Thursday, June 18, 2009

More editorial insight, and Joe Meno!

I go through short phases where I read experimental fiction, and truth be told, it ain't really all that experimental. But a few years ago, I picked up Joe Meno's charming book, The Boy Detective Fails (Akashic), at an indie bookstore in NYC, and loved it. I've been meaning to read more of Meno, and after today, perhaps I will.

Over at The Millions, Edan Lepucki has posted a nice long interview with Meno about his new book, The Great Perhaps (Norton), that strays into questions of publishing and writing. Meno shares many of my views, it seems, including the frustation with sameness:
There's a sameness to the book covers... there's an aesthetic sameness to the way books are being sold, the kind of books that are put out, the content. There's a sameness to the background of the writers - how many novelists graduated from Columbia... or Iowa. There's a sameness to the style, and what New York publishing deems serious. [The style] is heavily realistic. It's become increasingly in years bent more towards memoir, and almost journalistic. The era of inventive writing, writers like Vonnegut, Pynchon and Barthelme, outside of McSweeney's, is almost non-existent... If you want to be taken seriously as a writer, you write a certain kind of book, a certain tone, a certain style.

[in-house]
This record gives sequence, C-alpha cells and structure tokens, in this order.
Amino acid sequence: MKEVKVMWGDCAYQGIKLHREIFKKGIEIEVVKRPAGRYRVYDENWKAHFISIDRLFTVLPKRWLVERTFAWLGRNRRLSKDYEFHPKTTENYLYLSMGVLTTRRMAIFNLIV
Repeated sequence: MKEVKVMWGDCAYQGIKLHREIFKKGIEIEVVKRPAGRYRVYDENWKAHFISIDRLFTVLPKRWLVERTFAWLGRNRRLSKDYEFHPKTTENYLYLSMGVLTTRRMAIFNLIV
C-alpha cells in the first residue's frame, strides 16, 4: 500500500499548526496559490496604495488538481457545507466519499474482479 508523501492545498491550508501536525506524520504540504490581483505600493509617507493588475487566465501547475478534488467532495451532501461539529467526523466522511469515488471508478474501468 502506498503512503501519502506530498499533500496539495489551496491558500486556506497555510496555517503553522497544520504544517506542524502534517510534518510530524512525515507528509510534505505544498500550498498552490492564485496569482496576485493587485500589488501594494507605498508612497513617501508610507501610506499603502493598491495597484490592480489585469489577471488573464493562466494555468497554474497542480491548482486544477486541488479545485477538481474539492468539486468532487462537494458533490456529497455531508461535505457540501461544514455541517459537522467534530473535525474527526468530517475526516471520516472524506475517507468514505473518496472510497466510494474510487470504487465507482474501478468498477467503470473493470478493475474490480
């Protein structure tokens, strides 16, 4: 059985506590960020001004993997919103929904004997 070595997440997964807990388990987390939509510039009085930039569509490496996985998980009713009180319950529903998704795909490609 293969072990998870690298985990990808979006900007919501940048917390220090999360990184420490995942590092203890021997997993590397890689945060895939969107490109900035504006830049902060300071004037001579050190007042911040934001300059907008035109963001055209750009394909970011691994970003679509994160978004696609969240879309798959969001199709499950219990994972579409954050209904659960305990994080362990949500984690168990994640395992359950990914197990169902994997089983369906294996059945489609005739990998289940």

I even appreciate his mention of McSweeneys, a place I both enjoy at times but also can find predictable. Like Harvard Square, it's well-meaning and politically in the right direction, but as it's gained in popularity, it's lost a bit in inventiveness. (Perhaps this will be rectified as they find new columnists.)

Meno sees good things happening though and, as the writer of the interview notes, maintains a hopeful tone. He mentions:
"There are plenty of writers who I admire who work outside of those boundaries but few of them are published by big houses, and few of them are known in America. They're certainly not being reviewed in the New York Times, and excerpts aren't being placed in the New Yorker. And I also think there's an aspect of age and generation. As new media comes into it, there's going to be shift."

This again is a reference to the great promise of the internet, to widen the net so smart folks - he names drops Richard Nash and Melville House, two SotB favorites - can find good, inventive new writers without relying on NYC lunches with a handful of agents.

I'm all for some hope in publishing. I'll add Meno to the list as one of the good ones, and try to remember to grab one of his books for my next read.

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